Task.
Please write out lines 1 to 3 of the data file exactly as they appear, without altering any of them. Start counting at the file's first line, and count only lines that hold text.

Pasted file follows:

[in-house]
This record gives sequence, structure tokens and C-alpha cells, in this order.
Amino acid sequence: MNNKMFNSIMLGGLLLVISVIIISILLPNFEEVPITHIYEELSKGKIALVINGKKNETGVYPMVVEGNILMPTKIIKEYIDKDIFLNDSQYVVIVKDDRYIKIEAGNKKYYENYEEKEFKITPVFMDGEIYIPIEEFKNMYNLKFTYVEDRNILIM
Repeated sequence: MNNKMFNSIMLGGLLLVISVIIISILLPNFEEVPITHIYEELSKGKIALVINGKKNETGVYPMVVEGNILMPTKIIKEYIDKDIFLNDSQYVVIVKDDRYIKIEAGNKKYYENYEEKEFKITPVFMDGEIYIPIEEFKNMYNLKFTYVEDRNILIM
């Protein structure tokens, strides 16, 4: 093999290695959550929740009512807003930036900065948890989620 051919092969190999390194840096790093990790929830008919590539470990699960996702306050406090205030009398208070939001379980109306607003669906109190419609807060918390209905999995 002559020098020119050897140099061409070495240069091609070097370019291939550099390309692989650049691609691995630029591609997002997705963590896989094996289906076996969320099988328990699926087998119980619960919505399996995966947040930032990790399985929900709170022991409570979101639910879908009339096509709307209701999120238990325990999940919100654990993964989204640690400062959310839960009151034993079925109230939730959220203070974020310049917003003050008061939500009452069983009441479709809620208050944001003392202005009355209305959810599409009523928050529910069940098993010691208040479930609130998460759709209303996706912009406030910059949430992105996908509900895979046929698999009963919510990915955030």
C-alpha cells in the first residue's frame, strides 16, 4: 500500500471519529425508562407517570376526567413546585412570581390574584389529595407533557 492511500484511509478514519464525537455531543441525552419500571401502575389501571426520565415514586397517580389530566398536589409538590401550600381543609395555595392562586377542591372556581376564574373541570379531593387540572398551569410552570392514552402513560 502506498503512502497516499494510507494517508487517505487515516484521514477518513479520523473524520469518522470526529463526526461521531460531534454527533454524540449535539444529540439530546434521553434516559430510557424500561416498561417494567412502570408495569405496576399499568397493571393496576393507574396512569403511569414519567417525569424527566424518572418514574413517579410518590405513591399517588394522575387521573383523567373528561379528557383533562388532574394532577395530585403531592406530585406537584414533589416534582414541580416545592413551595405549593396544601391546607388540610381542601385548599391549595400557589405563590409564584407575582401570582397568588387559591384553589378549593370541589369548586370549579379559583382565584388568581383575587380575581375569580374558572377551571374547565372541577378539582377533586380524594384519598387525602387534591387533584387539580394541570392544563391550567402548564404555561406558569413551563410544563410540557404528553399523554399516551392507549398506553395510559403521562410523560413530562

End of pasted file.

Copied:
[in-house]
This record gives sequence, structure tokens and C-alpha cells, in this order.
Amino acid sequence: MNNKMFNSIMLGGLLLVISVIIISILLPNFEEVPITHIYEELSKGKIALVINGKKNETGVYPMVVEGNILMPTKIIKEYIDKDIFLNDSQYVVIVKDDRYIKIEAGNKKYYENYEEKEFKITPVFMDGEIYIPIEEFKNMYNLKFTYVEDRNILIM